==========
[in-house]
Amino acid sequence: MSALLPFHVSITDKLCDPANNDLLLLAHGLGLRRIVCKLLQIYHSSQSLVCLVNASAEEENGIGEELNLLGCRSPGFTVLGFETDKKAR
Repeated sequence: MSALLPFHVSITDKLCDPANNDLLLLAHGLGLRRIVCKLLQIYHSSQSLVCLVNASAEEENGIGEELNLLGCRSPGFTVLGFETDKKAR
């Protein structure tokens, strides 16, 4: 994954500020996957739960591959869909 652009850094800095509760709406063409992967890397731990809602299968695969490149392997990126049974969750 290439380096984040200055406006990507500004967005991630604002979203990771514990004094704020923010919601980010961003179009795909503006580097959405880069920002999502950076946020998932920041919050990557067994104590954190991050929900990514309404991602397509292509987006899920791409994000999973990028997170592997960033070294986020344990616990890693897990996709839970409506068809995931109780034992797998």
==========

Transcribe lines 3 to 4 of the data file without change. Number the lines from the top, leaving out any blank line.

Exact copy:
Repeated sequence: MSALLPFHVSITDKLCDPANNDLLLLAHGLGLRRIVCKLLQIYHSSQSLVCLVNASAEEENGIGEELNLLGCRSPGFTVLGFETDKKAR
């Protein structure tokens, strides 16, 4: 994954500020996957739960591959869909 652009850094800095509760709406063409992967890397731990809602299968695969490149392997990126049974969750 290439380096984040200055406006990507500004967005991630604002979203990771514990004094704020923010919601980010961003179009795909503006580097959405880069920002999502950076946020998932920041919050990557067994104590954190991050929900990514309404991602397509292509987006899920791409994000999973990028997170592997960033070294986020344990616990890693897990996709839970409506068809995931109780034992797998």